Toronto Mayor Rob Ford's staff was told days ago about the potential location of an alleged drug video that has threatened his administration, according to a pair of reports published today.

Ford, who turned 44 on Tuesday, has been under fire for more than a week, following reports about an alleged video shown to reporters at the Toronto Star and the U.S. gossip website Gawker. The alleged video reportedly shows the mayor of Toronto smoking what appears to be crack cocaine.

The mayor initially called the allegations "ridiculous," and waited days to make a more substantive statement, eventually telling reporters last Friday that he does not smoke crack cocaine and was not addicted to it. He has also denied the video's existence.


Ford staff member David Price declined to speak with CBC reporters who approached him for comment on Tuesday. (CBC)

But with each day that has followed the initial reports, more questions have been raised and the media coverage has intensified. During this same period, Ford has seen the departure of three of his senior staff members. The mayor, however, has claimed it's "business as usual" at city hall.

On Tuesday, the Star and the Globe and Mail reported that when the reports about the video first broke, a staff member alerted one of his colleagues in the mayor's office that he had information about where the video might be located.

The reports say David Price told Mark Towhey, the mayor's chief of staff before his departure, that he had reliable information about the location of the video.

Both newspaper reports said that Towhey subsequently contacted police about what he had been told.

When approached by CBC reporters on Tuesday, Price declined to answer their questions.

Price serves as the director of operations and logistics in the mayor's office.


Coun. Doug Ford said that if someone approached him with a video, he would call the police. (CBC)

Towhey left the mayor's office last week. He told reporters that he was fired. On Monday, Ford learned that his two press secretaries had resigned.

The mayor's brother, Coun. Doug Ford, was asked about the reports that emerged Tuesday and if he was aware that a staff member had received information about the alleged video.

"I have no knowledge of that and you're going to have to talk to the police about that," he told reporters.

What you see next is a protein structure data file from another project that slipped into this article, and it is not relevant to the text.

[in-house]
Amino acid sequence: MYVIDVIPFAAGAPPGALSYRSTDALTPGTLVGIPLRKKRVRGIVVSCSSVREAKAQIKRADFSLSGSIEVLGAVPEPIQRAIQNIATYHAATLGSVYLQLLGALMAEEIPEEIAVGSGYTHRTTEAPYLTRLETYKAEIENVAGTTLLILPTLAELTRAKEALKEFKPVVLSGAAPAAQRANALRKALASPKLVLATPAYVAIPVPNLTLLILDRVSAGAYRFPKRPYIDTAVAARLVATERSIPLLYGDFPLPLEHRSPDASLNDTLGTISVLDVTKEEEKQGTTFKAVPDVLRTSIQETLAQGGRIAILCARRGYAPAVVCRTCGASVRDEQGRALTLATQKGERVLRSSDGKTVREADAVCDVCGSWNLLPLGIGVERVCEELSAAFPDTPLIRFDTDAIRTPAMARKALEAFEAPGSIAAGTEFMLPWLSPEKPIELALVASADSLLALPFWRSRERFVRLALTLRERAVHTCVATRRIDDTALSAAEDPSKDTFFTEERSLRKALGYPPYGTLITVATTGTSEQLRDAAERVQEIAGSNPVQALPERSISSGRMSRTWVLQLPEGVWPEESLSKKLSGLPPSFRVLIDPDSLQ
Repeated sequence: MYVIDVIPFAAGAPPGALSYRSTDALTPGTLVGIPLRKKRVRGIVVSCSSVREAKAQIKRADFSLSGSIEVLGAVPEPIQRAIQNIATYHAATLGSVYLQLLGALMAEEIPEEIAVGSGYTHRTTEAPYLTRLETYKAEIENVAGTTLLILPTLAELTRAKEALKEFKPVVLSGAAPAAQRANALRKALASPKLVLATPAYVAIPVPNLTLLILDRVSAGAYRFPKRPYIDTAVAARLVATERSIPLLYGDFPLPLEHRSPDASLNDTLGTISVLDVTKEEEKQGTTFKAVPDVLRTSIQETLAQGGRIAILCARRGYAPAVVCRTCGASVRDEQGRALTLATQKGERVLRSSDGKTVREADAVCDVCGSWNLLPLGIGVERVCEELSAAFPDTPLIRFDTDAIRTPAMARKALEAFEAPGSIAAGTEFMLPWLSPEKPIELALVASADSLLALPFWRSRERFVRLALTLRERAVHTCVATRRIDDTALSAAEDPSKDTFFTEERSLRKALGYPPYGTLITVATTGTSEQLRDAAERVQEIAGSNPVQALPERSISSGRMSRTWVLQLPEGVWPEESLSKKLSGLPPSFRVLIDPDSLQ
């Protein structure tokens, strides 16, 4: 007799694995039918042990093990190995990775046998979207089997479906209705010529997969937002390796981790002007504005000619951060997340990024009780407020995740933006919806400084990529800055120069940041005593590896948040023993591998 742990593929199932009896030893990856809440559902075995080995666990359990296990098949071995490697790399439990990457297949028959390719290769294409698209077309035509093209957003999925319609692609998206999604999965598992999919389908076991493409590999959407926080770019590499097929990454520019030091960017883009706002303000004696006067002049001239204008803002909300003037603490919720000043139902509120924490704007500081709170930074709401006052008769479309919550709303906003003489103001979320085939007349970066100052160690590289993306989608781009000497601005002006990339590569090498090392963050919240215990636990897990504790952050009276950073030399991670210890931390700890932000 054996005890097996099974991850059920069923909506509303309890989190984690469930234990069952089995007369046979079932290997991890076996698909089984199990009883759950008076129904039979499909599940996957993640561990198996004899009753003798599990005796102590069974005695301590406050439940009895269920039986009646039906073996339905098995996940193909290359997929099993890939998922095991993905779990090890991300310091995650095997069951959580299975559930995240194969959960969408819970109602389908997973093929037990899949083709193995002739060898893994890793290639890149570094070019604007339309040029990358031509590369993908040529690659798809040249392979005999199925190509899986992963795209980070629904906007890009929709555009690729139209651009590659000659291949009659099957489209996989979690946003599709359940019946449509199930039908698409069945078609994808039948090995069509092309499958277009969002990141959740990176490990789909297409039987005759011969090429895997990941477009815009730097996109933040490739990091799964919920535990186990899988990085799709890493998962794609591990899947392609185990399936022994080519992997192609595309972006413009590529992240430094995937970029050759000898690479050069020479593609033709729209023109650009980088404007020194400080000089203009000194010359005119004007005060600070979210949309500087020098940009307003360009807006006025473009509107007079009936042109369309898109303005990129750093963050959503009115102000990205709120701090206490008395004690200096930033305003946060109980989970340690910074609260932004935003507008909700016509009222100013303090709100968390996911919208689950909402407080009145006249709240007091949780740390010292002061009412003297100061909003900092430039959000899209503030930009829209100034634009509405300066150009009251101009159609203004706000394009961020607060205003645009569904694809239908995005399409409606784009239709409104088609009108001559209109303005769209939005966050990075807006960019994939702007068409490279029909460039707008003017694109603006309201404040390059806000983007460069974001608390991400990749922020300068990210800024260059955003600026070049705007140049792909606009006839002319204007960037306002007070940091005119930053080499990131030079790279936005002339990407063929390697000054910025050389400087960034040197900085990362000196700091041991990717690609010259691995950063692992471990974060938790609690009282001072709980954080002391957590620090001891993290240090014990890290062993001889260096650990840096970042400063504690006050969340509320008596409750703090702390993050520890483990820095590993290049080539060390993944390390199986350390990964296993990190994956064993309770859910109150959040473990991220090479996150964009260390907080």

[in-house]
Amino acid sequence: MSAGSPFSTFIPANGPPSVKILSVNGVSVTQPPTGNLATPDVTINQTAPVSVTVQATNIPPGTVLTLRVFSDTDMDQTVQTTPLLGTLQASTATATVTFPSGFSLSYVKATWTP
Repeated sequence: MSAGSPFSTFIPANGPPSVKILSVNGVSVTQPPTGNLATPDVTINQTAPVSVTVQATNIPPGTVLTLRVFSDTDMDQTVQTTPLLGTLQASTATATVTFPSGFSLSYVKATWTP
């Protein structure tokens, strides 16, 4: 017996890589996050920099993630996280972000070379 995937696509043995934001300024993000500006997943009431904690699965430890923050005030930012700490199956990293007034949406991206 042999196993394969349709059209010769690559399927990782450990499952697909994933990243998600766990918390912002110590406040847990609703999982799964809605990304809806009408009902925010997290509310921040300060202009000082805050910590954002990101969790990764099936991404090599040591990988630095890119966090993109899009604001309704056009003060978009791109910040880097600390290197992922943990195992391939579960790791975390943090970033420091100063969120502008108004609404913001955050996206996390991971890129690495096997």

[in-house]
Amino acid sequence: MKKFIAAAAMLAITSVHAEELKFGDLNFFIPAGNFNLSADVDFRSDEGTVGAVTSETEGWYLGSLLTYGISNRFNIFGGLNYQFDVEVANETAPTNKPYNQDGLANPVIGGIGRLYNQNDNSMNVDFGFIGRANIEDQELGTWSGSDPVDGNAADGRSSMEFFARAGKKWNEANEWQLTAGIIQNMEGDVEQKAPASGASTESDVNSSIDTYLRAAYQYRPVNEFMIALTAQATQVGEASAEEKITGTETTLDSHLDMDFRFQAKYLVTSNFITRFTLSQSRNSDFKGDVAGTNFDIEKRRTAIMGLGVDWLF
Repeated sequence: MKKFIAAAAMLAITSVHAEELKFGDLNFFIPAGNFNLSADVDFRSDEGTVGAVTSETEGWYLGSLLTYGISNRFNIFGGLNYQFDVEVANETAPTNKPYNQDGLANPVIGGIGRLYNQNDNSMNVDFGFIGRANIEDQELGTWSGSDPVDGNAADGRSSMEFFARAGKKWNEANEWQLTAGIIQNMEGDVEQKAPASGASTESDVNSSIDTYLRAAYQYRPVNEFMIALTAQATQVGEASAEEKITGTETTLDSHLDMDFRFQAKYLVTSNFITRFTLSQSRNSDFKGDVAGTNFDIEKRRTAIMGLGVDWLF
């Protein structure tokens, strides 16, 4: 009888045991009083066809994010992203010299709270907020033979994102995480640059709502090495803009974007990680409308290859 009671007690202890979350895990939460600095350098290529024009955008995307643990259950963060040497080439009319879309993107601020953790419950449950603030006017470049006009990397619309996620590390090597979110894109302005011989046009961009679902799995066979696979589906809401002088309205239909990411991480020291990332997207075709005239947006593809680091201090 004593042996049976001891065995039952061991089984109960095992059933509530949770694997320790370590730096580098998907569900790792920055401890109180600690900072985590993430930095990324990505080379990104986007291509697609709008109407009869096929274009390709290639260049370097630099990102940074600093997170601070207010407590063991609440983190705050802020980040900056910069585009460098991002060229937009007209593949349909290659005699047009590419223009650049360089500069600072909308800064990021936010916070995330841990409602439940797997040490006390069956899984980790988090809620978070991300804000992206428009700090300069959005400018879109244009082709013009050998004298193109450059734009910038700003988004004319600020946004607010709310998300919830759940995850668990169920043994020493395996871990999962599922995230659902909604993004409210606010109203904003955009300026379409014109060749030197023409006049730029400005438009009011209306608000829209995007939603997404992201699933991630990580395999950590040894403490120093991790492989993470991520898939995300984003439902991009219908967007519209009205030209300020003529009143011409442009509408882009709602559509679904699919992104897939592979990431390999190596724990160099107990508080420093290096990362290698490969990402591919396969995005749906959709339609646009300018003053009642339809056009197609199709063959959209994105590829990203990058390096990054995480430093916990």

Asked if he had tried to obtain the alleged video, Ford said he had not.

"No, never. No. If anyone ever approached me with a video, I'd call the police — instantly," Ford said.

Ford was chairing a meeting of his executive committee on Tuesday.

When that meeting wrapped on Tuesday evening, the mayor made some remarks about regional transit development and his opposition to using new taxes to pay for it, but brushed aside questions related to the alleged video.

"I’ve addressed those concerns. If you have any questions about what I just talked about, I’d be more than happy to answer questions," Ford said, shortly before he walked away from reporters.

A group of Toronto residents tried to crash the meeting at one point during the day, bringing a birthday cake with a message written in frosting that urged Ford to resign.

Seeing video would 'clear up a lot of things'

On Tuesday, Deputy Mayor Doug Holyday said he had spoken with one of the two Star reporters who wrote about the video and said he believes that it exists.

"I think if we can just get the video, then we can analyze the video and see if it's doctored or if it's real, and we can go from there. That would clear up a lot of things," he told reporters at city hall.


Coun. Paul Ainslie says that if there is a video, it should be released. (CBC)

Two other members of the mayor’s executive committee, Coun. Paul Ainslie and Coun. Michael Thompson, said Tuesday that they were unsure if the video exists.

"I have no idea," said Thompson.

Ainslie called on the people with access to the video to make it public.

"If there is a tape there, I hope that whoever has it does the responsible thing and releases it," he said.

Coun. John Parker told reporters it appears to him that "people are looking for the truth, the whole truth and nothing but the truth.

"And right now people aren’t satisfied that that’s what they're been receiving, so the questions continue to be asked and I expect they will continue to be asked until they are answered," Parker said.

Gawker has raised more than $200,000 through online donations, funds the website said it planned to use to purchase the alleged video from someone who had been offering it. But Gawker said it has been unable to contact the person or persons believed to be in possession of it.

"I am frankly shocked and heartened that this actually happened. We are going to try very hard to make it work," Gawker editor John Cook wrote on the website Tuesday.

"This will be a very delicate transaction. If the people who are in possession of the video are reading this: Please get in touch with our mutual friend, or with me.… We did what you asked."

Ford was elected mayor in the fall of 2010. He had previously served as a city councillor in Etobicoke, the Toronto suburb where he lives with his family.

Since taking office, Ford has pushed to cut spending at city hall and limit any tax increases. He has also clashed with councillors on key issues, including transit and the priorities for the city.

Ford's life outside his job has also made headlines on numerous occasions.

His personal driving habits and his involvement in coaching football at an Etobicoke high school have been among the non-political issues that have drawn media coverage.

With a report from the CBC's Jamie Strashin and files from The Canadian Press